LUSHINGTON, Stephen II (1782-1873), of the Inner Temple, London.
Available from Boydell and Brewer
Family and Education
b. 14 Jan. 1782, 2nd surv. s. of (Sir) Stephen Lushington I*, 1st Bt. educ. Eton 1789; Christ Church, Oxf. 1797 BA 1802, fellow of All Souls 1802-21, MA 1806, BCL 1807, DCL 1808; L. Inn 1801, I. Temple 1801, called 1806. m. 8 Aug. 1821, Sarah Grace, da. of Thomas William Carr of Frognal, Mdx., 5s. 5da.
Adv. Doctors’ Commons 3 Nov. 1808; charity commr. 1818-34; commr. for building new churches 1825; chancellor, diocese of Rochester 1826-56, diocese of London, judge of consistory ct. 1828-58; judge of ct. of Admiralty 1838-67; PC 5 Nov. 1838 (member of judicial cttee.); bencher I. Temple 1840, reader 1850 treasurer 1851; dean of the Arches 1858-67.
Capt. Blickling and Gunton vols. 1803.
Dr Lushington’s brief parliamentary experience in this period was not a happy one. He came in for Yarmouth as a friend and colleague of Edward Harbord, whose father Lord Suffield was establishing an interest there and made the arrangement with Lushington’s father. They had ousted the ministerial candidates, but both men were inclined to support the Grenville administration, Lushington strongly so: William Windham* described him in December 1806 as ‘very much a friend of mine’. Although his family were West India proprietors, he was one of the ‘staunch friends’ of abolition, and both spoke and voted against the slave trade, 23 Feb. 1807; but his speeches of 10 Aug. 1807 and 13 Apr. 1808 showed that he was not unsympathetic to the plight of the West Indian commercial interest.1 He voted for Brand’s motion against the incoming Portland ministry, 9 Apr. 1807.
This conduct irritated his patron, whose elder son William Assheton Harbord* had complained to his father that Lushington’s conduct was ‘particularly observed’ and that he was currying favour with his constituents without regard to the Suffield interest.2 Re-elected in 1807, he felt obliged to imply in his election address that he was not an advocate of Catholic relief, but he continued to vote with the dismissed ministers and later used to boast on the hustings that if he had forsworn Catholic relief, he might have been rewarded with a place by the new government, which he would have refused to consider.3 When he voted with the minority on the address, 26 June 1807, Suffield remonstrated with him for acting as if his seat were ‘independently your own from your personal interest, or as gentlemen think they have a right to do for that Parliament into [sic] which by an actual payment of £5,000 or £6,000 they obtained a seat’. Suffield’s justification (to his son Edward) was this:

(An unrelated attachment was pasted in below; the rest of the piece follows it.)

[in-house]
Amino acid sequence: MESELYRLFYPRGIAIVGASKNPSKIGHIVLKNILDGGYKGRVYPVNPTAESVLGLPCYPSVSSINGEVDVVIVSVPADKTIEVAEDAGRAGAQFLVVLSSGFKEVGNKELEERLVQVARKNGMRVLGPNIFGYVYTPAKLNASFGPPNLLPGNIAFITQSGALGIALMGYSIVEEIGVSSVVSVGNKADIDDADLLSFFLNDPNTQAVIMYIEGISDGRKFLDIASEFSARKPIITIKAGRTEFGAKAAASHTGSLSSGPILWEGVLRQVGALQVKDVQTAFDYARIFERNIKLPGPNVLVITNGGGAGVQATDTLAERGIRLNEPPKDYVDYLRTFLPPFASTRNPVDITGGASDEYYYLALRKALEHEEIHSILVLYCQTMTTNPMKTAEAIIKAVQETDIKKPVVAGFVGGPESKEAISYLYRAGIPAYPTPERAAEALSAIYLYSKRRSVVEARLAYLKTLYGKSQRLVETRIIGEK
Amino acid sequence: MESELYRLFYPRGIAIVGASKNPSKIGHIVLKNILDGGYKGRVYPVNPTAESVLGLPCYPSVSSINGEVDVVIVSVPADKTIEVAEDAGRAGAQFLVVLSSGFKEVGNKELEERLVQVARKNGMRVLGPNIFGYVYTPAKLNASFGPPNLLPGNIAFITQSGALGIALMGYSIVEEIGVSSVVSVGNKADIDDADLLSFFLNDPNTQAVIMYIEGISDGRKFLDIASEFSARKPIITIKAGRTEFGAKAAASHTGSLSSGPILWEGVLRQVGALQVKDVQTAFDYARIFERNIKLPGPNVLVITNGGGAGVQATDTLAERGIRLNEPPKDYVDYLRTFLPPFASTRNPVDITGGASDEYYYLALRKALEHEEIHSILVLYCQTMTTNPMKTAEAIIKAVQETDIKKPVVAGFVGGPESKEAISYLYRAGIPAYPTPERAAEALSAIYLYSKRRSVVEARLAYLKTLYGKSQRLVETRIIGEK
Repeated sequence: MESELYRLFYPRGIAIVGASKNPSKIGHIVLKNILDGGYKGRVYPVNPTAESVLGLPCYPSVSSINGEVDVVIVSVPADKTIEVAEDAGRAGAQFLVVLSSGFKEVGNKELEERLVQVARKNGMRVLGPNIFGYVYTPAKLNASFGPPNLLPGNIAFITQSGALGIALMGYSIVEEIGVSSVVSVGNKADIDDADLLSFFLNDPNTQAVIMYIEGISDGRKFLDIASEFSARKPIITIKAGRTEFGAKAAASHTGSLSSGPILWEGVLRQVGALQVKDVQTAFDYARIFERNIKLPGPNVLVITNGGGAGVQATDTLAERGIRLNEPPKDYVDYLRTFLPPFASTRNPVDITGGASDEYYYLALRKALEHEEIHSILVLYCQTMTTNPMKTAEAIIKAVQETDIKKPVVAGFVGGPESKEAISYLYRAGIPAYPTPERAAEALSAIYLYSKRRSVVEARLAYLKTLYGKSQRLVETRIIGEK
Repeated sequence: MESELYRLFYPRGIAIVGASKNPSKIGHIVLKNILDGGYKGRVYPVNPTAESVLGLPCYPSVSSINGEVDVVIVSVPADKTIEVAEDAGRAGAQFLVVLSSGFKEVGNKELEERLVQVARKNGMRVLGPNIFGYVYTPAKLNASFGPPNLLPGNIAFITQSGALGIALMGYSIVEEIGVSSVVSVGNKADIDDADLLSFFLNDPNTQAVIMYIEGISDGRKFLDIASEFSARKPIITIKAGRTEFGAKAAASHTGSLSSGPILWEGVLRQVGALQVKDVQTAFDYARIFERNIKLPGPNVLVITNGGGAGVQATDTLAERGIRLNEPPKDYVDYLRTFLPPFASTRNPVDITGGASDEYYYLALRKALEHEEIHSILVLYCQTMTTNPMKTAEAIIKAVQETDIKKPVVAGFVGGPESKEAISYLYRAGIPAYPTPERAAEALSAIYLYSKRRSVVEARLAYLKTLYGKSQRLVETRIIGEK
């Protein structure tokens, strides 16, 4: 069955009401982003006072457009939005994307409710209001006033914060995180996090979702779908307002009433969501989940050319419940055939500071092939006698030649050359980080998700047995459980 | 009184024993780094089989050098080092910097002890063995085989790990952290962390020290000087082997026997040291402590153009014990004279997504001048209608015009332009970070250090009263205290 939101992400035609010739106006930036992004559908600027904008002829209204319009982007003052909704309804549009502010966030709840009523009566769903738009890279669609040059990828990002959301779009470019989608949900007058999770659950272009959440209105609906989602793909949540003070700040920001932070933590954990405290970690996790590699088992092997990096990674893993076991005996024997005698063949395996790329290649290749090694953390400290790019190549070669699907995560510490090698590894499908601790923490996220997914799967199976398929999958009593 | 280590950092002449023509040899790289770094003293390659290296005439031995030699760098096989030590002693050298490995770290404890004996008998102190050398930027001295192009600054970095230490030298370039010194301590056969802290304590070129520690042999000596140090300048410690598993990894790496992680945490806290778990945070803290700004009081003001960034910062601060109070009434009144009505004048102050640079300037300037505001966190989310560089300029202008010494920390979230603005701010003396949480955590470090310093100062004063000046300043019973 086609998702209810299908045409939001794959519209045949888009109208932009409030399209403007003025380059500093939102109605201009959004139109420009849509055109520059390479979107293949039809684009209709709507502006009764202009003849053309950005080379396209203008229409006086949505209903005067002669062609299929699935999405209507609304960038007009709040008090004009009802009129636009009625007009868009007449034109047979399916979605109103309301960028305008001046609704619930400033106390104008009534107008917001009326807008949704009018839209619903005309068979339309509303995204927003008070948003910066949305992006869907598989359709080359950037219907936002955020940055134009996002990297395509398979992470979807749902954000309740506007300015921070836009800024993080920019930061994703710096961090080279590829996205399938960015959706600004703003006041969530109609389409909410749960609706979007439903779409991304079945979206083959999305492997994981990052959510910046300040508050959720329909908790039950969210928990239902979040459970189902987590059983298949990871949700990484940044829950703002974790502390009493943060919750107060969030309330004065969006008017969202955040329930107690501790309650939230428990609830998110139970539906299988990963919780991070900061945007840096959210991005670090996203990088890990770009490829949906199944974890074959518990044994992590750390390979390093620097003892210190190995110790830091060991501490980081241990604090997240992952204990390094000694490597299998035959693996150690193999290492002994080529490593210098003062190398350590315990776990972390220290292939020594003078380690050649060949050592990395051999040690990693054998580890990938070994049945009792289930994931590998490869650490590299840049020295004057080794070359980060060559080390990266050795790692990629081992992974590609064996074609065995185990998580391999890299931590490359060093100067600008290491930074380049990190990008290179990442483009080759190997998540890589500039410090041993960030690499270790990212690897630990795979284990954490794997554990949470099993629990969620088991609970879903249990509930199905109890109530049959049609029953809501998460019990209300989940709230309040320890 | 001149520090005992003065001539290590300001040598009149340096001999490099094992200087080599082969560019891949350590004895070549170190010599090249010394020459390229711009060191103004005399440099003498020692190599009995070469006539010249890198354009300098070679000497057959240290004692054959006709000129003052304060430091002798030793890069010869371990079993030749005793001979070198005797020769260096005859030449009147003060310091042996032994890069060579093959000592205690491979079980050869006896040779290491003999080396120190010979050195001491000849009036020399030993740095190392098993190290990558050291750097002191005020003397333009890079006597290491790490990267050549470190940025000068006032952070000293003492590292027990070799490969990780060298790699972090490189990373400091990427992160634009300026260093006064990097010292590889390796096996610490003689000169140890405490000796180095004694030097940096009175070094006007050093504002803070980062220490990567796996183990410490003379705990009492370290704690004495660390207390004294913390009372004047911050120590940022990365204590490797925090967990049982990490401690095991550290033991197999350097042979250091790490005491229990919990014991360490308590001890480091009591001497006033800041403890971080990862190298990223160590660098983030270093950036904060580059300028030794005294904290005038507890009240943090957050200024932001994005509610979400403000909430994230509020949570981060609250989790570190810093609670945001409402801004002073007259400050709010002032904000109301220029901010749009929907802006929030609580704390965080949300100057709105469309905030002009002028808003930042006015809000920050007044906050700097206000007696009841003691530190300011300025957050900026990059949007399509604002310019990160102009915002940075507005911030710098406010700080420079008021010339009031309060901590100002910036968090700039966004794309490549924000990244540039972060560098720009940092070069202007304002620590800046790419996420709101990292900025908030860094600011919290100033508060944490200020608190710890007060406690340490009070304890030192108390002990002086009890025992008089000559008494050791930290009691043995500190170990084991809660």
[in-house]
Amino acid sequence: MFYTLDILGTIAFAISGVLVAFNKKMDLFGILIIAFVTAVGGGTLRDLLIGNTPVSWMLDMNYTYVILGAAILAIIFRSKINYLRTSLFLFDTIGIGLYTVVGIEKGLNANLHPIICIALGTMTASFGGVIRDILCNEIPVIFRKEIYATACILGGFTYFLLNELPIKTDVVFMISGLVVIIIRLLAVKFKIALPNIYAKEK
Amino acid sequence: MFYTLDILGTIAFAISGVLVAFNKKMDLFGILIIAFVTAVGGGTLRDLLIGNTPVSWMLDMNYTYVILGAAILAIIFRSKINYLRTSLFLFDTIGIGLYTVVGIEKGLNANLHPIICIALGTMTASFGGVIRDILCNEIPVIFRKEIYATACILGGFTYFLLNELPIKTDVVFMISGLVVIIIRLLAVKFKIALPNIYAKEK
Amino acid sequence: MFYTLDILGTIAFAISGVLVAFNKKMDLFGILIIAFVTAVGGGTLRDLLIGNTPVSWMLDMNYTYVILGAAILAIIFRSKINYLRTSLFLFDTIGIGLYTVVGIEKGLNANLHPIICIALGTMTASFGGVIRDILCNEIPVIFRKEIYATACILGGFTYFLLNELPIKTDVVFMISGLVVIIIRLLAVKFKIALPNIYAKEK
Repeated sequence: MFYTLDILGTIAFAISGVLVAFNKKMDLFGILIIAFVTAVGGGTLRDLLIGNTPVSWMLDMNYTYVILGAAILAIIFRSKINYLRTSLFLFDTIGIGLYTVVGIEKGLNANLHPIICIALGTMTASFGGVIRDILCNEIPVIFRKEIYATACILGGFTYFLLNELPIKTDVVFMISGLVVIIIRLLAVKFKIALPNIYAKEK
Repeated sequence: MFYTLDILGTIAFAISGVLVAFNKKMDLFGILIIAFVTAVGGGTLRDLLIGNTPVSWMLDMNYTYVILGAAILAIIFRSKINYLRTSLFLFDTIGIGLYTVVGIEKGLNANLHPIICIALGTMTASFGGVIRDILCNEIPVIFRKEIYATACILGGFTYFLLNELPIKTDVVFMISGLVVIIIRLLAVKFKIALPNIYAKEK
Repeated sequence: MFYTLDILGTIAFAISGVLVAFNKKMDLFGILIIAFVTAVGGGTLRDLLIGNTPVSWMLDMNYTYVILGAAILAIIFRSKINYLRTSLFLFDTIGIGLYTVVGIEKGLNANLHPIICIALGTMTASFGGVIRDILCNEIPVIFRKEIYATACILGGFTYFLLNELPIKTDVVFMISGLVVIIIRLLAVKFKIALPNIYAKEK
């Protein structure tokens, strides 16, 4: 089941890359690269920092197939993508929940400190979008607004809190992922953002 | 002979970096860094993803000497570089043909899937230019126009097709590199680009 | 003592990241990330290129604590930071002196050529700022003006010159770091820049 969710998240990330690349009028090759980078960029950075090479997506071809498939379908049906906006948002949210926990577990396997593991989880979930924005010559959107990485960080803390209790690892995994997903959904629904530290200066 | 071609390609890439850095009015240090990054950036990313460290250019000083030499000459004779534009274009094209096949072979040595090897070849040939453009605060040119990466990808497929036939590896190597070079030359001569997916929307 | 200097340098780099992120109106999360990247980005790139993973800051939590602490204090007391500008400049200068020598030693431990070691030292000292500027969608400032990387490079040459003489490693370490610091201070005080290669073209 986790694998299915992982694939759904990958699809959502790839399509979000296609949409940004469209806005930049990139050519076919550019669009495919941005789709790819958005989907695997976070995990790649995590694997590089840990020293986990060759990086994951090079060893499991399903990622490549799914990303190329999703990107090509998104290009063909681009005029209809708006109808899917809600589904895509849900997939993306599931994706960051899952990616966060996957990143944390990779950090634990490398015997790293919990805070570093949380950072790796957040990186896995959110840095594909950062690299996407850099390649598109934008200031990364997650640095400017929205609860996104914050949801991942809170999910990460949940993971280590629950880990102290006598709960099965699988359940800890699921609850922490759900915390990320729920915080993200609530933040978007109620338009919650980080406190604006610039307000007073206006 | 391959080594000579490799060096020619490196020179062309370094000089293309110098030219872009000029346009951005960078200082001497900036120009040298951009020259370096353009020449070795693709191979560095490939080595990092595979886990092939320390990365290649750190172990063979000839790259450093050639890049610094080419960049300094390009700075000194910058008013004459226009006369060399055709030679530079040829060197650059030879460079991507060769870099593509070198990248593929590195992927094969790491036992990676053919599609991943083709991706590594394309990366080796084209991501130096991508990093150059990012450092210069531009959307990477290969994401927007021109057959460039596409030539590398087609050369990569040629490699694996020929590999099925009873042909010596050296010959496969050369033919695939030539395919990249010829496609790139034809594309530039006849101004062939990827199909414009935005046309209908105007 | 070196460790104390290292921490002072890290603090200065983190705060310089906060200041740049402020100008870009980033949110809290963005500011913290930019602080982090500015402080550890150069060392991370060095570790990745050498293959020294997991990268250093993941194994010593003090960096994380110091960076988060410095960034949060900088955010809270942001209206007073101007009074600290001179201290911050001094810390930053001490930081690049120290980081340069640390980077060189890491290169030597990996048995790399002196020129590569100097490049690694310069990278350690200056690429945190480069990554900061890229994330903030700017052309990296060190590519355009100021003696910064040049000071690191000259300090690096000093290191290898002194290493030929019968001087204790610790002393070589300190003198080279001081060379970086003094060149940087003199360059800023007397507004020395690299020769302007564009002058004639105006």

If I had a wish to ask any favour from administration and was to hint that I had brought my younger son into Parliament at a great expense and he will support the measures of government, what would or might not be the answer: ‘I know you did, but you must recollect that the same influence and at the same expense you also introduced into Yarmouth and Parliament a decided oppositionist ...’ If I had any ambitious view in engaging in a contest for Yarmouth, those purposes you have defeated.4
Lushington had taken the line that he had given no pledge.5 He went on to vote for Whitbread’s censure motion, 6 July 1807, and for Lord Cochrane’s motion next day against sinecures; to speak in favour of the parochial schools bill several times that month; to oppose the Irish arms bill, 7 Aug.; to tell for Burdett’s motion on the droits of Admiralty, 11 Feb. 1808; to vote against the orders in council (on which he also spoke) 3 Mar., for Calcraft’s motion on the mutiny bill, 14 Mar., and on 15 Mar. and 17 June 1808 against the Marquess Wellesley’s conduct in India, a subject on which he also delivered his longest speech to date. He introduced a motion critical of the conduct of Sir Home Popham*, 31 May 1808, having already attacked him on 11 Feb.: it was lost by 126 votes to 57. His votes of 3 Mar., 5 and 11 May 1808 indicated his support for Catholic relief.